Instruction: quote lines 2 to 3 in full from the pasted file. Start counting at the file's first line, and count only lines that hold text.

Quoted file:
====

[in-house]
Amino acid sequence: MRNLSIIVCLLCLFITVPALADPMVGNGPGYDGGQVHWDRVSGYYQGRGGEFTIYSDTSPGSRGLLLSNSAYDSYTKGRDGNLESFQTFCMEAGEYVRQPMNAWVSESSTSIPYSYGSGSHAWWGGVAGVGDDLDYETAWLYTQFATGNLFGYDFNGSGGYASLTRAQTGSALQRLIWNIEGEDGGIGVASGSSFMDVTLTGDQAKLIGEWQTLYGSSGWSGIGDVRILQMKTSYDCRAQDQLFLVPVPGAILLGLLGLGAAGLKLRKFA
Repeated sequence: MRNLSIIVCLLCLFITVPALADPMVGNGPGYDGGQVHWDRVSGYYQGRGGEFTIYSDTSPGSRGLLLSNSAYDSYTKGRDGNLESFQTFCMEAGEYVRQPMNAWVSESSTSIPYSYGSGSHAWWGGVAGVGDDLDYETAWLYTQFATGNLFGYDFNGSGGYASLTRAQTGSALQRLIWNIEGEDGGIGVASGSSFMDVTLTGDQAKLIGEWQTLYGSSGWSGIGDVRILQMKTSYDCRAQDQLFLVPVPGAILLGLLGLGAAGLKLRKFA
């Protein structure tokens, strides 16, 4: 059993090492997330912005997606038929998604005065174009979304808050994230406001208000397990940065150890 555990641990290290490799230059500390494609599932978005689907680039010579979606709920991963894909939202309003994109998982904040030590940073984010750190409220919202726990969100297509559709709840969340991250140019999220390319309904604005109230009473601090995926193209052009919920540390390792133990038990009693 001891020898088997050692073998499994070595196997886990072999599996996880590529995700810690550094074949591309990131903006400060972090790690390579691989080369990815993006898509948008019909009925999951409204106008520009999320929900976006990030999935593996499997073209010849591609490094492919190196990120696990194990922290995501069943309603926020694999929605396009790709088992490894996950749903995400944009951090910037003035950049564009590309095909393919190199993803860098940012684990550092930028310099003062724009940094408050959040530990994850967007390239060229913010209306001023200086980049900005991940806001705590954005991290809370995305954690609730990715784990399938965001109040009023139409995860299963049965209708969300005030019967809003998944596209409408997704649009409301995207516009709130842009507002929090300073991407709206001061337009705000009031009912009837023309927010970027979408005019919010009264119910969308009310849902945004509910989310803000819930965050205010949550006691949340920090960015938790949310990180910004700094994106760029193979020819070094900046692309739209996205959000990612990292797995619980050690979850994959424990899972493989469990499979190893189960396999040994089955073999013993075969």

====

Amino acid sequence: MRNLSIIVCLLCLFITVPALADPMVGNGPGYDGGQVHWDRVSGYYQGRGGEFTIYSDTSPGSRGLLLSNSAYDSYTKGRDGNLESFQTFCMEAGEYVRQPMNAWVSESSTSIPYSYGSGSHAWWGGVAGVGDDLDYETAWLYTQFATGNLFGYDFNGSGGYASLTRAQTGSALQRLIWNIEGEDGGIGVASGSSFMDVTLTGDQAKLIGEWQTLYGSSGWSGIGDVRILQMKTSYDCRAQDQLFLVPVPGAILLGLLGLGAAGLKLRKFA
Repeated sequence: MRNLSIIVCLLCLFITVPALADPMVGNGPGYDGGQVHWDRVSGYYQGRGGEFTIYSDTSPGSRGLLLSNSAYDSYTKGRDGNLESFQTFCMEAGEYVRQPMNAWVSESSTSIPYSYGSGSHAWWGGVAGVGDDLDYETAWLYTQFATGNLFGYDFNGSGGYASLTRAQTGSALQRLIWNIEGEDGGIGVASGSSFMDVTLTGDQAKLIGEWQTLYGSSGWSGIGDVRILQMKTSYDCRAQDQLFLVPVPGAILLGLLGLGAAGLKLRKFA